July 18, 2017

The Inevitable Blockchain Integration

Posted in Keith Knutsson, Real Estate tagged , , at 1:51 am by Keith Knutsson

What is blockchain? To give some background, the term is being heard more and more around the financial realms. The most notable application of it is through the cryptocurrency, Bitcoin, which is only one of 700 different applications for the technology. Blockchain is a type of decentralized database that supports and provides a constantly expanding inventory of records, known as termed blocks, which cannot be adjusted or altered. Each block of information contains a timestamp and link to a previous produced block in the blockchain. This type of creation operates as a public ledger for all transactions, allowing users to connect to the network, report new transactions and verify transactions. Blockchain offers a better way to appropriately identify the worth and value of a something by tracking the history of transactions and where and what that item has been traded for.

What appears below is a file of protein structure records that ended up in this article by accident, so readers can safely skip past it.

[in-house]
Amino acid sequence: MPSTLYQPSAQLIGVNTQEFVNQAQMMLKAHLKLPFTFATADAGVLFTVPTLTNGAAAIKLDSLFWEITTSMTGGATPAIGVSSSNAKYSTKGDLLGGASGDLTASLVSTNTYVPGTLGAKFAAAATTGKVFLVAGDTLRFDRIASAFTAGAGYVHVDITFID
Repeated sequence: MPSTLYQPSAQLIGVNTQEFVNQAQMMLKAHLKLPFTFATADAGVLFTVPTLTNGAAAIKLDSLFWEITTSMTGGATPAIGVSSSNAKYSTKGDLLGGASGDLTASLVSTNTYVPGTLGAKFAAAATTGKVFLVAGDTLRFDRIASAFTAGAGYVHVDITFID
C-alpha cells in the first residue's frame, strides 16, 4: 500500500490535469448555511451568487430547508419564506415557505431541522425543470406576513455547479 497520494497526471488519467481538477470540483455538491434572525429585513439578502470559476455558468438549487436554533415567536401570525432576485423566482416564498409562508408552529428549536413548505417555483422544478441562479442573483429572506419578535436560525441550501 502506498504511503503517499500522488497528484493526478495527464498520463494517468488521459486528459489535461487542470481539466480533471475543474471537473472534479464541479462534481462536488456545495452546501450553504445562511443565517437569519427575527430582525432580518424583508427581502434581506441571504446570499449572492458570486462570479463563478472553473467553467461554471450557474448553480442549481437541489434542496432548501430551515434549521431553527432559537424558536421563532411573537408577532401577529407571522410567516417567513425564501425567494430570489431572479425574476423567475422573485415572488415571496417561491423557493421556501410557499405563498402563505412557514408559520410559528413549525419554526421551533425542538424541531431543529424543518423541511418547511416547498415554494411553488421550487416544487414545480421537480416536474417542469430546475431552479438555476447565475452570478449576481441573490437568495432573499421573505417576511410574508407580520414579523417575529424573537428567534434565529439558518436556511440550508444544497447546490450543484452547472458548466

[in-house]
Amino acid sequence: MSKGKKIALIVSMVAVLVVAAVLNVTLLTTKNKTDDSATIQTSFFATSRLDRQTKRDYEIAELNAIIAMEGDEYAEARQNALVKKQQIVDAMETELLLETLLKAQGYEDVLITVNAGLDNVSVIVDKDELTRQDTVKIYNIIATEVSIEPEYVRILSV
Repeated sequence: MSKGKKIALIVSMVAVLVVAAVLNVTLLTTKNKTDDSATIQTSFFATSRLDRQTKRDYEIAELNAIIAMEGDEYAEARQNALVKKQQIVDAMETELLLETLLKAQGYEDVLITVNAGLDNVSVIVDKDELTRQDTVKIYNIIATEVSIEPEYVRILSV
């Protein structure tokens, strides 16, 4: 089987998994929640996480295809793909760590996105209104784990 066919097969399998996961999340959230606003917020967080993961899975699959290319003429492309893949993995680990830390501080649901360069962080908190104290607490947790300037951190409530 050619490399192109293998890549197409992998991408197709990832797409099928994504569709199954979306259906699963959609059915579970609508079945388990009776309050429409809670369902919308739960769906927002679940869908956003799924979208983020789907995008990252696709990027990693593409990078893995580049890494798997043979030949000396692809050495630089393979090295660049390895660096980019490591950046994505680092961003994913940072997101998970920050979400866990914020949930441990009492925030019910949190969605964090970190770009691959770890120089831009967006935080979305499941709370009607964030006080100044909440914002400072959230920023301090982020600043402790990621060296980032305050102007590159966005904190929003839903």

Many still do not understand the magnitude of which blockchain technology can be implemented in our daily lives. Specifically, in the commercial real estate (CRE) industry the impact could be vast. Information concerning market comparisons, buyers, sellers, reporting, title work, and vendor work for individual properties. The benefits include immense time savings, limitation of waste and transparency. According to Cushman & Wakefield, once “adopted by the CRE industry, blockchain technology will make leasing, buying, and selling, of property much more informed, fluid and efficient.”

Upon the digitation of real estate contracts, each commercial property will have its own unique “digital signature” with details of rental performance. Transaction time will be completed in a matter of seconds rather than days, weeks, or months. After concluding a deal, the payment process between tenants and landlords would be more easily facilitated. Imagine trading property similar to buying ‘stocks with blockchain,’ properties in bustling markets could trade hands many times in a single week, depending on investors strategies.  

 A great example of blockchain eliminating problems of the “old” is through property titles that are usually susceptible to fraud and costively administrative and labor fees, by having publicly-accessible ledgers.

 This evolution of real estate is being explored in other countries, such as, in Sweden, the government land registry, testing land title transfers on blockchain. “We could also begin to see this technology implemented in cross-border transactions,” says Keith Knutsson of Integrale Advisors.

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